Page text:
SAN ANTONIO – During the unprecedented winter weather last week, many animals were lost or left out in the cold, and the small team at Animal Care Services was able to save hundreds of animals. But now lies the task of reuniting many of those pets with their owners.
Joe Hernandez waited in line outside ACS on Monday afternoon, hoping to reunite with his two dogs, which he lost during the storm.
“They bolted out. They were loving the snow, and they got away. I put some food out and thought, ‘Maybe they’ll come back.’ But sure enough, (ACS) picked them up right away. I was kind of glad they did because I was afraid for them to freeze,” Hernandez said.
He said because both dogs were microchipped and the system had his updated information, ACS was able to identify the dogs when he called.
“The biggest thing about a microchip is knowing the microchip number. You can go to your vet, Petco, Petsmart to get your pet scanned, and we can give you the microchip number,” said Krystine Allan, interim live release manager for ACS.
“The next thing is keeping that microchip up to date. If we don’t have a good phone number or contact information, we can’t reach out to you,” Allan said.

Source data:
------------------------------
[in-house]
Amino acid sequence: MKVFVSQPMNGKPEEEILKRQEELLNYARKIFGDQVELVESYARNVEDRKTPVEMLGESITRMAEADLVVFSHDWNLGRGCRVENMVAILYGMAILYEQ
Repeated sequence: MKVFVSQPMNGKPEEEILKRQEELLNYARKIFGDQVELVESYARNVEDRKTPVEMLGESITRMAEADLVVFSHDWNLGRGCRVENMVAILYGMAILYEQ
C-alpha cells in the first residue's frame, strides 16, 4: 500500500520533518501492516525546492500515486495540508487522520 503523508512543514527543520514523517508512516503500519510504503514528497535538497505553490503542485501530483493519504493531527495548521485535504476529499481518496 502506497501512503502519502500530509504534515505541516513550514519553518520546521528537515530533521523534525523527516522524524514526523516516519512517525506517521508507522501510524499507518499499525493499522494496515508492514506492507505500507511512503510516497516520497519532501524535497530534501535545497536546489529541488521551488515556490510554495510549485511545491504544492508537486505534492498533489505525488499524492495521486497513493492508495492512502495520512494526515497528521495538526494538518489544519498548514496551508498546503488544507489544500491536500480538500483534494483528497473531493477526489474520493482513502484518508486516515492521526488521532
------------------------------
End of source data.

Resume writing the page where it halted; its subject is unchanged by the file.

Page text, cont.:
More than 200 animals were brought into the ACS shelter from the cold last week, and that doesn’t even include neighbors and other residents who picked up animals and reunited with animals out in the field.
Allan said a skeleton crew braved frigid temperatures and bad road conditions to respond to nonstop calls for abandoned and lost animals.
“Everybody was taken care of and fed and had a warm bed at night,” Allan said.
However, she said if you did lose your pet, time is of the essence. With so many animals overwhelming the shelter, they have to adopt and foster quickly.
Still, there is a stray-hold time period for animals that have microchips or identification.
“It’s five days until they can leave our shelter. We can process an adoption, get the paperwork out of the way, but they cannot leave until technically the fourth day after 2 p.m.,” Allan said.
Allan assured the public those five days did not start last week when the shelter was closed to the public.
If you have lost your pet, Allan says you should do the following:
Continue looking at neighborhood sites like Nextdoor and checking with your neighbors to see if they’ve spotted your pet
If you don’t have internet access to check those sites, find free Wifi at a location like a library.
As for Hernandez, he’s been assured his dogs are waiting patiently for him.
“They just told me to bring my ID, that all my info should be within the chip. They’re going to be excited to see me,” he said.
Hernandez hopes other worried pet owners are soon able to reunite with their fur babies too.
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